Taking care of yourself will make you a better sewer!

I sometimes think that as sewers, we are destined to take care of everyone else but ourselves. We spend long hours hunched over a sewing machine or cutting table, laboring away on the things we make out of love for everyone else. So often we end up with sore backs, wrists, dry cut hands and cut bleeding fingers from our efforts. Forgetting to take care of yourself actually disrupts and slows down your sewing production. Here’s how you can remedy your physical issues that keep you from being more productive in your sewing.

 

Why Selfcare makes sewing better|Chambraybluesblog|Chambrayblues.com

Take Time for Self Care

This post is sponsored by Love and Leche. I was compensated in some way for writing this post. Any opinions given are completely my own. See the disclosures page for more information.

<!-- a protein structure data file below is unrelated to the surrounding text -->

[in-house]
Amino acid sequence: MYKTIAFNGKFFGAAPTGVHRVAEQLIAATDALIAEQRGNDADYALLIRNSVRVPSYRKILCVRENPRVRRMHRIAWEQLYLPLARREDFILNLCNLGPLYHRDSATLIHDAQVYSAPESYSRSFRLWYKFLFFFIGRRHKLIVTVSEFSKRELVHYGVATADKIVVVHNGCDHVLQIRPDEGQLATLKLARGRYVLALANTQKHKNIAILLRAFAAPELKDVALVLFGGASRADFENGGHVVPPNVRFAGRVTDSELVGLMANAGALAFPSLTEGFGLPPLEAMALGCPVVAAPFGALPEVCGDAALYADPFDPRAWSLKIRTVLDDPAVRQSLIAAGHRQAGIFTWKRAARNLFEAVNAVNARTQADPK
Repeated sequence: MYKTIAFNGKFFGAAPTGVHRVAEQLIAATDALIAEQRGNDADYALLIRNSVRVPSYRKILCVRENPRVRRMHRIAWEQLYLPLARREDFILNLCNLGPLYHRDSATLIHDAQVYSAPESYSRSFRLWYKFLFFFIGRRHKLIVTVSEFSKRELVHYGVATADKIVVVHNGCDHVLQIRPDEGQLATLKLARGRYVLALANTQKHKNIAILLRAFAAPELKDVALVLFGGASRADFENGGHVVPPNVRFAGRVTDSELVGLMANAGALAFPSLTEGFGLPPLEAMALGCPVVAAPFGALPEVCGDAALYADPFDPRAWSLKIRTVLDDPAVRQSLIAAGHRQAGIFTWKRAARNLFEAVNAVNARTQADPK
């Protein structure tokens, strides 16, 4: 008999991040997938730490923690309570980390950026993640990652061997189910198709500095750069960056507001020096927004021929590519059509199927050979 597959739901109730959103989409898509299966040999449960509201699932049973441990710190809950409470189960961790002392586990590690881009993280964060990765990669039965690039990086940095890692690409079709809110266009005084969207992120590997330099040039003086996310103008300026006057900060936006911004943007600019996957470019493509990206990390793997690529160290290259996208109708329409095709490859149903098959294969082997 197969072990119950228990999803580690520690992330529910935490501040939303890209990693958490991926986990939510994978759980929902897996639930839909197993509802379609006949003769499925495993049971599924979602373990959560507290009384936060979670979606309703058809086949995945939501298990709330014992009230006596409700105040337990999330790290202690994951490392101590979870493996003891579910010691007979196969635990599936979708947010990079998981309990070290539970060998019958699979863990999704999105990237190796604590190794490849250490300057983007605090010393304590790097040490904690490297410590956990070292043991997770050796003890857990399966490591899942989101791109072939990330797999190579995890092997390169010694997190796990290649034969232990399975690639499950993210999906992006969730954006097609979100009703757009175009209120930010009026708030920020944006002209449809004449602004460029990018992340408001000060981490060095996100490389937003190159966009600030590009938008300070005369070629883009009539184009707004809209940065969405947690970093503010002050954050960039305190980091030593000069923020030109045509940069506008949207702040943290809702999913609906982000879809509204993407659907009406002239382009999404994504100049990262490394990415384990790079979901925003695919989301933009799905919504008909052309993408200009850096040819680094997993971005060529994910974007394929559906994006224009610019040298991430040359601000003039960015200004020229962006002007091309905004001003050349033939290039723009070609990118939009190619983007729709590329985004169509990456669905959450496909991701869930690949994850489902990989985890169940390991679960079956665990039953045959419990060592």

Why Selfcare makes sewing better|Chambraybluesblog|Chambrayblues.com

Top Self Care Issues

  1. Cure dry chapped hands. Here in Wisconsin, our long cold winters attribute to dry skin and cracked hands. With all the cutting and sewing I do, I find that my hands are just a mess. Nothing seems to keep my hands from feeling chapped and sore. Sewing just makes the problem worse. Love and Leche sent me their natural lotion bar to try and it’s been a game changer. This bar is incredibly moisturizing, and it doesn’t leave a greasy residue on your hands. I love that it comes in this adorable bag, and has a mini-lotion tin for my handbag. This eco-friendly gift bag is made by Work + Shelter in New Delhi, India. Your purchase of this product (the gift bag) goes to help impoverished women giving them more control and dignity in their lives. It’s a win, win.